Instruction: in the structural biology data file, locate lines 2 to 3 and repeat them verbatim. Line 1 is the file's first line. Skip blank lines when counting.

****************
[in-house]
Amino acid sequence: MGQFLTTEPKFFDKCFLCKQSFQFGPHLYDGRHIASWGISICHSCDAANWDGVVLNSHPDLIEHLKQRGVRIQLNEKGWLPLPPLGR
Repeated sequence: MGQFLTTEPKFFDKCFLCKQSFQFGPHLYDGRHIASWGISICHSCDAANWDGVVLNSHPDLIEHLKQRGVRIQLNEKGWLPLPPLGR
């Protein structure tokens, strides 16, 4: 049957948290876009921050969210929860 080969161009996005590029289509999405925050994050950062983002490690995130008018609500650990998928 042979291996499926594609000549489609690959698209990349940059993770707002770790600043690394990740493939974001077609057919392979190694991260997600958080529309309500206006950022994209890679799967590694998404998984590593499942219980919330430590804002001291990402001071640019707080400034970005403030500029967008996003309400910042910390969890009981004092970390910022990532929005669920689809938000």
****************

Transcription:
Amino acid sequence: MGQFLTTEPKFFDKCFLCKQSFQFGPHLYDGRHIASWGISICHSCDAANWDGVVLNSHPDLIEHLKQRGVRIQLNEKGWLPLPPLGR
Repeated sequence: MGQFLTTEPKFFDKCFLCKQSFQFGPHLYDGRHIASWGISICHSCDAANWDGVVLNSHPDLIEHLKQRGVRIQLNEKGWLPLPPLGR